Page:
Following in the footsteps of the California Consumer Privacy Act (CCPA), the Commonwealth of Virginia has become the second U.S. state to enact comprehensive consumer data protection legislation. The Virginia Consumer Data Protection Act (VCDPA) was signed into law by Governor Ralph Northam yesterday on March 2, 2021. The VCDPA will become effective on January 1, 2023, right alongside the recently enacted California Privacy Rights Act (CPRA), which significantly amended the CCPA (additional information on the CPRA can be found here). The following is a brief description of the VCDPA’s key components. Keep an eye out for a forthcoming article outlining the most important differences between the VCDPA and the CPRA.
Controllers and Processors
The VCDPA applies to persons that conduct business in Virginia or produce products or services that are targeted to residents of Virginia and that:
Like the European Union’s General Data Protection Regulation (GDPR), the VCDPA distinguishes between controllers and processors:
Through the definition of “consumer” and other provisions, the VCDPA generally does not apply to information about a natural person acting in a commercial (B2B) or employment context (including emergency contact information and benefits information). §§ 59.1-571; 59.1-572.C.14. It is important to note that unlike the CCPA, there is no sunset period for this exemption.
The VCDPA further does not apply to (i) non-profit organizations; (ii) institutions of higher education; (iii) Virginia government entities; (iv) financial institutions subject to the Gramm-Leach-Bliley Act (GLBA); (v) covered entities or business associates governed by the Health Insurance Portability and Accountability Act (HIPAA), nor any protected health information under HIPAA and certain other regulated health information; and (vi) processing of information pursuant to the Fair Credit Reporting Act (FCRA), the Driver’s Privacy Protection Act (DPPA), Family Educational Rights and Privacy Act (FERPA), and Farm Credit Act (FCA). § 59.1-572
The VCDPA also contains a number of additional limitations on the authority of the VCDPA that are beyond the scope of this article. § 59.1-578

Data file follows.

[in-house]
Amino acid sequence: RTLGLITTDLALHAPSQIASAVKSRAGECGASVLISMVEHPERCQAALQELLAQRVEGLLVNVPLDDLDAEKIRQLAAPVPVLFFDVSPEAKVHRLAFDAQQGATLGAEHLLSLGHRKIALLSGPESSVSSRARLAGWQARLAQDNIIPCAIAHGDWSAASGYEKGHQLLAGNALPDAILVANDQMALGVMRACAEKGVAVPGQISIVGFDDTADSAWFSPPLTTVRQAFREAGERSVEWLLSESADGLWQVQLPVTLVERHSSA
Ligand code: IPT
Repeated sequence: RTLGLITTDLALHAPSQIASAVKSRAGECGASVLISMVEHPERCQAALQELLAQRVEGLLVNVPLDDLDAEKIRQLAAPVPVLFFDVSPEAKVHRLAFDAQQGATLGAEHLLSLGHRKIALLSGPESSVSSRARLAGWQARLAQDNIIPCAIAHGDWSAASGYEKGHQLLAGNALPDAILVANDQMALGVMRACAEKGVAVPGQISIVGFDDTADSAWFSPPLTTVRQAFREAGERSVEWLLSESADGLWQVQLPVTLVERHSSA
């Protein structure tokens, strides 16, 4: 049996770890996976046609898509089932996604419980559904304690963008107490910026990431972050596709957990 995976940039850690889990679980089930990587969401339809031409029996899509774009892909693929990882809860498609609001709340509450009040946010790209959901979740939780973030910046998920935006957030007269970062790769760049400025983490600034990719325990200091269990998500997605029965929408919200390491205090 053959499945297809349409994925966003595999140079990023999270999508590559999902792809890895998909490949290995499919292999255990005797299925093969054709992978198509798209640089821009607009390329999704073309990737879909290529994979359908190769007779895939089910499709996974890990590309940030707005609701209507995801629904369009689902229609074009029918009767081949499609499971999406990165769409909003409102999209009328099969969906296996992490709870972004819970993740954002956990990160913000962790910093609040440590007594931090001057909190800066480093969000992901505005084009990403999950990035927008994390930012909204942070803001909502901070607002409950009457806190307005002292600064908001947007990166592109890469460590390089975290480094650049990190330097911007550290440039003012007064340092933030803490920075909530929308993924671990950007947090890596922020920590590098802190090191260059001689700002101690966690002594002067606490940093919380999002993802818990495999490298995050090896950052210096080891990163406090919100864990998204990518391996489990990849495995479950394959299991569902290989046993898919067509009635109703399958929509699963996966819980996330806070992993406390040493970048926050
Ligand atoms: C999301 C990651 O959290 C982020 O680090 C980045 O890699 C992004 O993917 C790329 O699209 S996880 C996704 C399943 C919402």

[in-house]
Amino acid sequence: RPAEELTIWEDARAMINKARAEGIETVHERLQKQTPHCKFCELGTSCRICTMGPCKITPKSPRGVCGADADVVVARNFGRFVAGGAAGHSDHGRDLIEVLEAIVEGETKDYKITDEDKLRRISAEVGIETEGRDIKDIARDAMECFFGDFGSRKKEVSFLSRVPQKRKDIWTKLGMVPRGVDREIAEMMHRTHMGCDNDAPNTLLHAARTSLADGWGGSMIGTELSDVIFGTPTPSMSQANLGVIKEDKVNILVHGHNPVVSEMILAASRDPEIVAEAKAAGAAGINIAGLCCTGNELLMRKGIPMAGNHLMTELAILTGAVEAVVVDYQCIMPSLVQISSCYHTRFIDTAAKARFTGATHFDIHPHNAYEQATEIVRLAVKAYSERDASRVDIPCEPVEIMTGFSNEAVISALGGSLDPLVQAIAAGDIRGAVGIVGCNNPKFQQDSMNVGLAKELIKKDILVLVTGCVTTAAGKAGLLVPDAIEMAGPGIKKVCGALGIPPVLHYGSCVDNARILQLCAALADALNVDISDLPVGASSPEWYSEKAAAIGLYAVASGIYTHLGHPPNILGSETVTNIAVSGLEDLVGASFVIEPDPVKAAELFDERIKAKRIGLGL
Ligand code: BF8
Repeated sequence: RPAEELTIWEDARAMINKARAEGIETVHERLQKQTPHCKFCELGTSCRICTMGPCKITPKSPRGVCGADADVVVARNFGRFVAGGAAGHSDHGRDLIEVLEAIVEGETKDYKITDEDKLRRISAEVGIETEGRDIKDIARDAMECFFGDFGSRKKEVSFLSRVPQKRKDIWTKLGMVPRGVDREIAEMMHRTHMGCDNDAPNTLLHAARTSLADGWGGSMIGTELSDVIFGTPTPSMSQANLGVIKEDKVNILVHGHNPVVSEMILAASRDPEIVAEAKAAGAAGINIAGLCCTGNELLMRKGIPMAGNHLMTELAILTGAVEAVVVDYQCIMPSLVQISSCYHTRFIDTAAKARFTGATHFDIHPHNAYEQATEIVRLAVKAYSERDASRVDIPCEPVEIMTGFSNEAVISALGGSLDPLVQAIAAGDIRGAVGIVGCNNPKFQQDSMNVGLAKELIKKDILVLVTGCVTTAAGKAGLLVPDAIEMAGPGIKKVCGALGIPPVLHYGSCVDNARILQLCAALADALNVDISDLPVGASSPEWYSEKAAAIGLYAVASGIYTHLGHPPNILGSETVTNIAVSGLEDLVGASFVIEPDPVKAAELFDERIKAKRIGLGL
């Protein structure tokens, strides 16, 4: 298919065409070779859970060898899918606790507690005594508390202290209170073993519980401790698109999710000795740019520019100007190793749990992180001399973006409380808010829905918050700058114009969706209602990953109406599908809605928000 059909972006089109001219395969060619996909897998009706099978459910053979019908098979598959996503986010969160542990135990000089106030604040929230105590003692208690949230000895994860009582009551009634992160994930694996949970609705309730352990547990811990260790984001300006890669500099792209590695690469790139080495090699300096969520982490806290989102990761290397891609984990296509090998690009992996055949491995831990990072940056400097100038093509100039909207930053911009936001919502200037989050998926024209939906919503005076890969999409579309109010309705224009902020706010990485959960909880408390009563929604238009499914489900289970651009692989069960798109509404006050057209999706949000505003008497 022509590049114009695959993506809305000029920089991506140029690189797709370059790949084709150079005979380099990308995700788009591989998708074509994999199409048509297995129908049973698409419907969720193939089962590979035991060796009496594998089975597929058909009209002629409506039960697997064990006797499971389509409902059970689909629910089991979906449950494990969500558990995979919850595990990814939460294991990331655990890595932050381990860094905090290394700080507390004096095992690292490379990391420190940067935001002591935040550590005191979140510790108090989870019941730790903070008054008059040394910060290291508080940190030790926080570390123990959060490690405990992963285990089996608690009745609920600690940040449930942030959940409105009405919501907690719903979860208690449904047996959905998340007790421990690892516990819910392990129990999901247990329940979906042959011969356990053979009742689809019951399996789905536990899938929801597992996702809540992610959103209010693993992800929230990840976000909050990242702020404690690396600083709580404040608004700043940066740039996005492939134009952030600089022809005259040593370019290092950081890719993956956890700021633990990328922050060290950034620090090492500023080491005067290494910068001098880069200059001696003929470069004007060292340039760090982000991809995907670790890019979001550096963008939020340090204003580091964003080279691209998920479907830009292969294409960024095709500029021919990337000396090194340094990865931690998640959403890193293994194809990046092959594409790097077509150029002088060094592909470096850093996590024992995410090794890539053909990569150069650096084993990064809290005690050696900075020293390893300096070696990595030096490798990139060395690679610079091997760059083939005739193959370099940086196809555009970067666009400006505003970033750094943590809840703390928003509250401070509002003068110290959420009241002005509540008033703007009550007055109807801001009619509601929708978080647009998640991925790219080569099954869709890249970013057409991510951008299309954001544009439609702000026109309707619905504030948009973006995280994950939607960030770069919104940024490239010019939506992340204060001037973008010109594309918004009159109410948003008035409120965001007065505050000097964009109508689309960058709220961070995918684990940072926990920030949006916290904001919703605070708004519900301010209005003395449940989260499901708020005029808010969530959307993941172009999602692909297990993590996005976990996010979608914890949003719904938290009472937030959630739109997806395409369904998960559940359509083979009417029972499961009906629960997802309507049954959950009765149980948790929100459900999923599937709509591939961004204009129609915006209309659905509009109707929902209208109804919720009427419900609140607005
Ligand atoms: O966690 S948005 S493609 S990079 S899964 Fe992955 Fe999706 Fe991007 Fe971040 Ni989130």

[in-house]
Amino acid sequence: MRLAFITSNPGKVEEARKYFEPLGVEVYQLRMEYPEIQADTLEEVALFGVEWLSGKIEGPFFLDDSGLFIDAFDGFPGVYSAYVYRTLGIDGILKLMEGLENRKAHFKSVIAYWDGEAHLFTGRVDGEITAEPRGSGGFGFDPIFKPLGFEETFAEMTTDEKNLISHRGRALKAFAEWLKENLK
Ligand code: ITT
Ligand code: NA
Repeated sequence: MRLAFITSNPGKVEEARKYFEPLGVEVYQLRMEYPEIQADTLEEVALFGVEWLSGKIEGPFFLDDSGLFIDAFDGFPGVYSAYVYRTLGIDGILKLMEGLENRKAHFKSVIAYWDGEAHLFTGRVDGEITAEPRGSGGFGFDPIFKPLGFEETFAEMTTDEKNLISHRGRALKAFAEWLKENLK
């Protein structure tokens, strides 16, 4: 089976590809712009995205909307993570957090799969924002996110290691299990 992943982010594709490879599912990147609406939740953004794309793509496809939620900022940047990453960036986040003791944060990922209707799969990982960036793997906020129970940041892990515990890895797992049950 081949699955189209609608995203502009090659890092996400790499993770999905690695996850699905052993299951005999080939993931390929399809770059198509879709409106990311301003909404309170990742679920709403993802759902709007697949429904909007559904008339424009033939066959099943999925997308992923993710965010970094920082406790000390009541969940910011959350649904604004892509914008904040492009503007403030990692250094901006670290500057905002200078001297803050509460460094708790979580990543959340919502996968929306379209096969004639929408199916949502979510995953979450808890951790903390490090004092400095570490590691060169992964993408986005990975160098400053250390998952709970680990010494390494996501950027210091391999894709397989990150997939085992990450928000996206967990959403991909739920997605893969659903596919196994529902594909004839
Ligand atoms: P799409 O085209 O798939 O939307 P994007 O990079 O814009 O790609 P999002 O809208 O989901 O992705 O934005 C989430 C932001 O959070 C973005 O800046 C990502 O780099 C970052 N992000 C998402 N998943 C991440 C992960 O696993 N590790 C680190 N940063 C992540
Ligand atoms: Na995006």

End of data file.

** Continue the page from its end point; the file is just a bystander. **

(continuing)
The VCDPA protects “Personal Data,” which is defined broadly to mean any information that is linked or reasonably linkable to an identified or identifiable natural person. § 59.1-571
The Act delineates “Sensitive Data” as a separate category of personal data, which includes: personal data revealing racial or ethnic origin, religious beliefs, mental or physical health diagnosis, sexual orientation, or citizenship or immigration status; the processing of genetic or biometric data for the purpose of uniquely identifying a natural person; the personal data collected from a known child under the age of 13; or precise geolocation data (any information derived from technology that directly identifies the specific location of a natural person with precision and accuracy within a radius of 1,750 feet). § 59.1-571
Personal data under the VCDPA does not include:
The VCDPA also excludes “Pseudonymous Data” from certain controller obligations (excluding Sensitive Data Restrictions) and certain consumers rights (excluding Opt-Out Rights) provided the controller is able to demonstrate any information necessary to identify the consumer is kept separately and is subject to effective technical and organizational controls that prevent the controller from accessing such information. § 59.1-577.D
The VCDPA requires a controller to:
De-Identified Data Requirements:
Data Protection Assessments: Conduct and document a data protection assessment for:
The VCDPA requires processors to:
The VCDPA requires a controller to comply with authenticated requests to exercise the following rights:
The VCDPA is unique in that it provides a statutory right to appeal the denial of a consumer rights request. If such an appeal is denied, the controller must ensure the consumer is provided with “an online mechanism, if available, or other method through which the consumer may contact the attorney general to submit a complaint.” § 59.1-573.C
The Virginia Attorney General will have exclusive authority to enforce the VCDPA through civil investigative demands and civil actions for injunctive relief and civil penalties of not more than $7,500 per violation. The Act provides a 30-day right to cure provision and does not contain a private right of action. §§ 59.1-579; 59.1-580
In summary, the Commonwealth of Virginia has become the second U.S. state to enact comprehensive consumer data protection legislation, following in the footsteps of the CCPA. The VCDPA will become effective on January 1, 2023, and will (i) impose new obligations on both controllers and processors who process personal data of Virginia residents and (ii) grant new rights to Virginia residents with respect to their personal data. Stay tuned for further updates on preparing for the VCDPA and how this new law compares to other comprehensive data protection legislation.